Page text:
Harley - Deeply indebted and forever grateful.
Imagine everything that you know to be true in your life,
your job, your home, your location, and your priorities changing
in one moment. That’s what happened to my husband Jim
and I, when our daughter Harley was born
8 weeks prematurely with Down Syndrome. We left our home at
Larson Bay on Kodiak Island to give birth to a baby in a hospital
and we didn’t set foot in that home again for four years.
Harley spent five weeks in intensive care and through the
hospital, we were referred to Programs for Infants and Children,
an early intervention infant learning program.
We started services immediately. By services, I mean physical
therapy, occupational therapy and speech therapy. I cannot
stress enough the importance of early intervention - therapies
which teach the correct steps for developmental progress from
the beginning without having to retrain or break set habits.
For example, starting when Harley was 2 days old, an occupational
therapist worked with me on the correct way to nurse my daughter
in order to train her mouth to function normally. Kids with
Down Syndrome’s natural instinct to suck often never
kicks in. Early intervention directly contributed to her being
free of feeding problems and today her speech is off the charts
for a Down Syndrome child.
early intervention therapies teach the parents how to optimize
their time with their child. And boy did we need that! When
Harley was 6 months old, she developed a seizure disorder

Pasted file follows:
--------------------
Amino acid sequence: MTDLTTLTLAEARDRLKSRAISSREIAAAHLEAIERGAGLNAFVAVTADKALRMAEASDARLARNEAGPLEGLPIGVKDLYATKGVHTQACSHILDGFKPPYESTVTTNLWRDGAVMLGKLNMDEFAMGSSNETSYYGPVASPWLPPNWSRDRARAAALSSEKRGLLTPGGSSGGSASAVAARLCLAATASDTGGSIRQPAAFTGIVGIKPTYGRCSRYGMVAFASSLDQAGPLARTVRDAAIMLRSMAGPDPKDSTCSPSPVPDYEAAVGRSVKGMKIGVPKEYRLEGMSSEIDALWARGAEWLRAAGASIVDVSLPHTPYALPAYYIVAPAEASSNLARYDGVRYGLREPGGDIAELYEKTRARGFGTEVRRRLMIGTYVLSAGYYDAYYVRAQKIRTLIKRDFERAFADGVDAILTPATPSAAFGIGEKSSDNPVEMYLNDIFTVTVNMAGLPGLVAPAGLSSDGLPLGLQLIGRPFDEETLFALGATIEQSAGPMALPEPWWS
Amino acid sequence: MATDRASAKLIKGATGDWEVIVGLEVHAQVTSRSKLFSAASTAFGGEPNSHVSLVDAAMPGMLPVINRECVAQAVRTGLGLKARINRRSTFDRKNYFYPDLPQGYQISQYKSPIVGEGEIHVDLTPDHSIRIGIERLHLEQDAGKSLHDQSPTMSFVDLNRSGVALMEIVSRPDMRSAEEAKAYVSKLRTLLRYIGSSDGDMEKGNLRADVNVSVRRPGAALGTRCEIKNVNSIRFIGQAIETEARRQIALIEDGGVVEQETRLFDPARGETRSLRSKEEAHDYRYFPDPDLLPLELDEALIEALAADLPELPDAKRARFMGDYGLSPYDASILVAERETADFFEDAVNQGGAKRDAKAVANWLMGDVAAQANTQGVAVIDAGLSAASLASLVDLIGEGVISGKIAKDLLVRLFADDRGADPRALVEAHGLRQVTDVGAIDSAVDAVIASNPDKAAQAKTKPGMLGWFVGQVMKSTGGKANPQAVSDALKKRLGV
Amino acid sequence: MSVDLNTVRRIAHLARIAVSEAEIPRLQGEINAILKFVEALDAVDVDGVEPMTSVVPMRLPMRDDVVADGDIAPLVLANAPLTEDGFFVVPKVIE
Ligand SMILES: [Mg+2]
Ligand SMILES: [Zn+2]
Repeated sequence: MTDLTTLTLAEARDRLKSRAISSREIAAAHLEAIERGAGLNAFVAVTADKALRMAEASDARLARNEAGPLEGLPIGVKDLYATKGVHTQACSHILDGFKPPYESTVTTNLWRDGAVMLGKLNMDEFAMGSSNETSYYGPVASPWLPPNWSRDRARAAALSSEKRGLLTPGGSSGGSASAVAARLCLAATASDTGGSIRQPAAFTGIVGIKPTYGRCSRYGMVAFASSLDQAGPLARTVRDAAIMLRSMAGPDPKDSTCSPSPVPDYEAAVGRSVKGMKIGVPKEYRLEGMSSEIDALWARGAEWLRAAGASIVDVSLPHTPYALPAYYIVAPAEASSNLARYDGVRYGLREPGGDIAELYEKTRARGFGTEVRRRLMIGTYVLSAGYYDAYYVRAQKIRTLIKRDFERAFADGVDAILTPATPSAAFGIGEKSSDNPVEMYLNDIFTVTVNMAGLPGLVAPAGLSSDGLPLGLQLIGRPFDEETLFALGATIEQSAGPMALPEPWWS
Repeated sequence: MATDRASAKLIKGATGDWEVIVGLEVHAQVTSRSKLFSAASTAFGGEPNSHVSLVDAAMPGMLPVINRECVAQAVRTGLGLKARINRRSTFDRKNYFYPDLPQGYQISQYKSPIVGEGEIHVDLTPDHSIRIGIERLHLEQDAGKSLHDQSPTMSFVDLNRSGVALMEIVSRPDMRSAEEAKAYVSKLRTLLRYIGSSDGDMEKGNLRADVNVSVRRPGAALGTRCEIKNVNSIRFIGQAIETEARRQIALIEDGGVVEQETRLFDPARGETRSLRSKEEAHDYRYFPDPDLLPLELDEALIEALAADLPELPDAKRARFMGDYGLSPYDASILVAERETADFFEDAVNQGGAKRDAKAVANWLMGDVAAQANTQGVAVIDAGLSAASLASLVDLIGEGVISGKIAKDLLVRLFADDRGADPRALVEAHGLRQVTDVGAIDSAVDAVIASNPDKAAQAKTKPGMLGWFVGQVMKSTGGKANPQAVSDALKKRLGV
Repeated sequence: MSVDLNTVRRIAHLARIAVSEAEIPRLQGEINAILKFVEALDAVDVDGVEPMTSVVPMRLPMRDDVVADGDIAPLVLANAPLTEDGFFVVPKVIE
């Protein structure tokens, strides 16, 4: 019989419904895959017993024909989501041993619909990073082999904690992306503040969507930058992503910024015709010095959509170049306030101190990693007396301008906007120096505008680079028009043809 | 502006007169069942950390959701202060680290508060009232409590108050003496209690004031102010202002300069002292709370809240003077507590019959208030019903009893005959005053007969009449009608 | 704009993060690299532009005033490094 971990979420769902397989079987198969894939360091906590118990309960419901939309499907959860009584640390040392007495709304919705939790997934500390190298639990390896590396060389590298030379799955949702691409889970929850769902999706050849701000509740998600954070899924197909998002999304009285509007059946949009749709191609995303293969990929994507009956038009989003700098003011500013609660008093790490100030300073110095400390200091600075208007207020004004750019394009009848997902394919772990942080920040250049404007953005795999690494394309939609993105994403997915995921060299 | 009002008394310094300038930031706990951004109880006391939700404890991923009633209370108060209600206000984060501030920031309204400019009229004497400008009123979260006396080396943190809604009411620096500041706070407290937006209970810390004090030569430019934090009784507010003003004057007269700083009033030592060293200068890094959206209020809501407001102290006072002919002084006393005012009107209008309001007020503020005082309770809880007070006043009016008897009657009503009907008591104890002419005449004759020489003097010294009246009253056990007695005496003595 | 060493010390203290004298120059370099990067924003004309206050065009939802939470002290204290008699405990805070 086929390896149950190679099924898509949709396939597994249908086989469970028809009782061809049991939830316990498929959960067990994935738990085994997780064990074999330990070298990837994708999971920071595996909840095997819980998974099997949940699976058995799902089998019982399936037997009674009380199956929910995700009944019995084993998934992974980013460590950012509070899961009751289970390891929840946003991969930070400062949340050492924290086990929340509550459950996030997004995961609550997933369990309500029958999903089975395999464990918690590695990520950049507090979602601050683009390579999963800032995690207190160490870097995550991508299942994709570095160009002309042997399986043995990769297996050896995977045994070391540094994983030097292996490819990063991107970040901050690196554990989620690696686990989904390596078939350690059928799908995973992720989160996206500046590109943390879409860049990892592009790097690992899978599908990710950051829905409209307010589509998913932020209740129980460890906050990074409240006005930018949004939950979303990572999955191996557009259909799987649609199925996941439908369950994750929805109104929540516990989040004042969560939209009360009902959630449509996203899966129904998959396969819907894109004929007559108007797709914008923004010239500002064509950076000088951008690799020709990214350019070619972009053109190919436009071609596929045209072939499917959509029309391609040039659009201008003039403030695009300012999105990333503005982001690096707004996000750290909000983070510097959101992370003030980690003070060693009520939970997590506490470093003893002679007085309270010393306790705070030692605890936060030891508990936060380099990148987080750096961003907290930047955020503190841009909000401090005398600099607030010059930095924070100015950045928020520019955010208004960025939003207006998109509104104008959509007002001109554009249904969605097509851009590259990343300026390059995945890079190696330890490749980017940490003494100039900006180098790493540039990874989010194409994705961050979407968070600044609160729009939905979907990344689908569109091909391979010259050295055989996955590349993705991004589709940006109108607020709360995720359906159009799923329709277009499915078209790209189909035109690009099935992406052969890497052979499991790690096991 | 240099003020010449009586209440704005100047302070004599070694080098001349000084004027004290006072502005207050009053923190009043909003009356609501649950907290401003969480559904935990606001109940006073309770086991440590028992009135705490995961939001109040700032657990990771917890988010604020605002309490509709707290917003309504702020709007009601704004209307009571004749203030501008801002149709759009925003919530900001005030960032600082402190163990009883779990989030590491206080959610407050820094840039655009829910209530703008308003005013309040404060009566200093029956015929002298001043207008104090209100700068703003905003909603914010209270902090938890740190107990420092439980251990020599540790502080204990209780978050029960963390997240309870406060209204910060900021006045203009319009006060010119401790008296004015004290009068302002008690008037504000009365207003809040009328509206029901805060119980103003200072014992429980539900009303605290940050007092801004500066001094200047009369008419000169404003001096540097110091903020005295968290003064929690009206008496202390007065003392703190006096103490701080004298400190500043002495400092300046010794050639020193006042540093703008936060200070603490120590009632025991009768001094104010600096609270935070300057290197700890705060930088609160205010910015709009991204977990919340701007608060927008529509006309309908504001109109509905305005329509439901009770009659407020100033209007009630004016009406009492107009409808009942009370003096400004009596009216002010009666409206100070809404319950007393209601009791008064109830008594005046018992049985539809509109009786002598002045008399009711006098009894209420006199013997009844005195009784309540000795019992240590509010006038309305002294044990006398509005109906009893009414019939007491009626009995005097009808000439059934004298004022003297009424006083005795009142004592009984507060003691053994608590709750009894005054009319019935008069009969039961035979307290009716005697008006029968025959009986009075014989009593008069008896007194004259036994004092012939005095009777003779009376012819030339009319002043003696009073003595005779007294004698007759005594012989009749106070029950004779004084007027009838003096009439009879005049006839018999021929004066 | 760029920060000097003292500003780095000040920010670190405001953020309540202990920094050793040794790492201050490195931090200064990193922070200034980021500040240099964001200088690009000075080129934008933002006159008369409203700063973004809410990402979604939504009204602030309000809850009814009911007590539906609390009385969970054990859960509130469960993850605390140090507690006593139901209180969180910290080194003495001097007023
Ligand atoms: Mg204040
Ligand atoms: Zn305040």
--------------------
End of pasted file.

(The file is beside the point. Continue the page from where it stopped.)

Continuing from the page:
called infantile spasms. These seizures will cause devastating
brain damage if not stopped almost immediately. Everything
we had been through up to this point was like a walk in the
park compared to what we were about to go through. The treatment
program we chose was very aggressive with lots of side effects,
but stops seizures in 7 out of 10 kids and thank God we were
one of the seven. Harley received a shot every day for 3 months
and, as a result, she had such tremendous swelling that she
had to tip her head back in order to breathe and lost all
muscle tone she had worked so hard to gain. She was in such
agony that she couldn’t bear to be touched and when
she lay down, she couldn’t breathe. PIC never missed
a beat. They changed her therapy and made her a neoprene body
wrap that enabled other people to hold her-- that was a gift
to her dad and I because we were living through a 24-hour
a day, 7 days a week ordeal.
Today Harley speaks in complete sentences, she can count
with help to 100, and she knows her alphabet, colors and shapes.
I have no doubt in my mind that this child is the way she
is today because of the services she received through early
intervention. Through early intervention, all of the “play”
that we learned to do (making a game out of exercising her
limbs or putting her on her feet) was really early intervention
to help her grow or help a muscle group get a memory. The
medical services and therapies that Harley needed are not
available in Larson Bay and if we had returned we would have
a completely different child. Deeply indebted and forever
- Mallory Hamilton